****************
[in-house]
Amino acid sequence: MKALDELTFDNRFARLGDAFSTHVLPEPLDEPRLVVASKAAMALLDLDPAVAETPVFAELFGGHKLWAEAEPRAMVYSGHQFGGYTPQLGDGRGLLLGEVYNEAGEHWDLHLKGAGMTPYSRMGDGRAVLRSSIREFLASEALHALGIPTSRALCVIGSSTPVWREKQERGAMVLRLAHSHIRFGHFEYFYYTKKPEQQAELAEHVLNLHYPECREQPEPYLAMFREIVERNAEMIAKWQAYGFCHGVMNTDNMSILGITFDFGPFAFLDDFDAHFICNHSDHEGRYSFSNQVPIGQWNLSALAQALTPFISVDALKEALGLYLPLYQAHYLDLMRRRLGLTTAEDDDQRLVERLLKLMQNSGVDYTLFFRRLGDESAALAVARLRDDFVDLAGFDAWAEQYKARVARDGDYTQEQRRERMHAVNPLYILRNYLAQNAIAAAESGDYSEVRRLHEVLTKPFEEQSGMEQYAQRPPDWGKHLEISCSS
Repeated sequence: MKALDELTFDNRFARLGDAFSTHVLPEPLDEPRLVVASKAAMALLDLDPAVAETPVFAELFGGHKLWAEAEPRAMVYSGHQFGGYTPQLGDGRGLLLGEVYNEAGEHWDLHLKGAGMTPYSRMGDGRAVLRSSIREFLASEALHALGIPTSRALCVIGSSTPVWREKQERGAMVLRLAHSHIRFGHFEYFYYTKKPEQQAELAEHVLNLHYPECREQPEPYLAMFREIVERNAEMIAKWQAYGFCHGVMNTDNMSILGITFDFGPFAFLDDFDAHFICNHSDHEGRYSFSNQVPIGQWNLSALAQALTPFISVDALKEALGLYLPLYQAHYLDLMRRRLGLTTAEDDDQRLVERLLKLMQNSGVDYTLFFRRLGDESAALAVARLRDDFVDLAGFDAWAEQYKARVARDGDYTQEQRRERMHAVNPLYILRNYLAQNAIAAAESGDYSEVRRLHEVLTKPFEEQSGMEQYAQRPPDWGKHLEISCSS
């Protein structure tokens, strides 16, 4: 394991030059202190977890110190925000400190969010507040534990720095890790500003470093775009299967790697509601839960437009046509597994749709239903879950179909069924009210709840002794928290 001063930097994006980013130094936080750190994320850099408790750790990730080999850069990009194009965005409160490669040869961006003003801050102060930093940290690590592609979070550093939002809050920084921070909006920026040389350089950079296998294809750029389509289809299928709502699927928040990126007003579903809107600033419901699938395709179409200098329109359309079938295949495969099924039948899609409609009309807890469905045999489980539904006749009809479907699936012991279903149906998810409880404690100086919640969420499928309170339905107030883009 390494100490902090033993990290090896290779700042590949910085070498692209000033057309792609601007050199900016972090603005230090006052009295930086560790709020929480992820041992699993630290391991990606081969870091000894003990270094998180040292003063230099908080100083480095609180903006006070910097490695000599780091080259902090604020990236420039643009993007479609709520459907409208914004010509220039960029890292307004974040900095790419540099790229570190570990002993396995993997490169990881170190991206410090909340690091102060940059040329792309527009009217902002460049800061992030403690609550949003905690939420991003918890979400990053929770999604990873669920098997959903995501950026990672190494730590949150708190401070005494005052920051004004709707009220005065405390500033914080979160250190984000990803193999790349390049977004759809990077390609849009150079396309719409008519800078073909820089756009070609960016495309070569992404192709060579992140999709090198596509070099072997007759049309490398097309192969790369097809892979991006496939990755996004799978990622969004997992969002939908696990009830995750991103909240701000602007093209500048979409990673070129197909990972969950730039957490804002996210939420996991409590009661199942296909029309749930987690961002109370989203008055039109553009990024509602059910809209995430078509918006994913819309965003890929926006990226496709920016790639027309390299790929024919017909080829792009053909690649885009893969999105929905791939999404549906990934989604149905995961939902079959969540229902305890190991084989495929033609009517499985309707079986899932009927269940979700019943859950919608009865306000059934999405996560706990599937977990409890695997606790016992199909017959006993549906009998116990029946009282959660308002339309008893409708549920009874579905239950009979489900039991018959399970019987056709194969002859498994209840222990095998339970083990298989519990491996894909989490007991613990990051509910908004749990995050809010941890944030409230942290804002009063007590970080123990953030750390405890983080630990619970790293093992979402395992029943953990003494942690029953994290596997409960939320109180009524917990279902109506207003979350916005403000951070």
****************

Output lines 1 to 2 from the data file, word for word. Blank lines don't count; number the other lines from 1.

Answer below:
[in-house]
Amino acid sequence: MKALDELTFDNRFARLGDAFSTHVLPEPLDEPRLVVASKAAMALLDLDPAVAETPVFAELFGGHKLWAEAEPRAMVYSGHQFGGYTPQLGDGRGLLLGEVYNEAGEHWDLHLKGAGMTPYSRMGDGRAVLRSSIREFLASEALHALGIPTSRALCVIGSSTPVWREKQERGAMVLRLAHSHIRFGHFEYFYYTKKPEQQAELAEHVLNLHYPECREQPEPYLAMFREIVERNAEMIAKWQAYGFCHGVMNTDNMSILGITFDFGPFAFLDDFDAHFICNHSDHEGRYSFSNQVPIGQWNLSALAQALTPFISVDALKEALGLYLPLYQAHYLDLMRRRLGLTTAEDDDQRLVERLLKLMQNSGVDYTLFFRRLGDESAALAVARLRDDFVDLAGFDAWAEQYKARVARDGDYTQEQRRERMHAVNPLYILRNYLAQNAIAAAESGDYSEVRRLHEVLTKPFEEQSGMEQYAQRPPDWGKHLEISCSS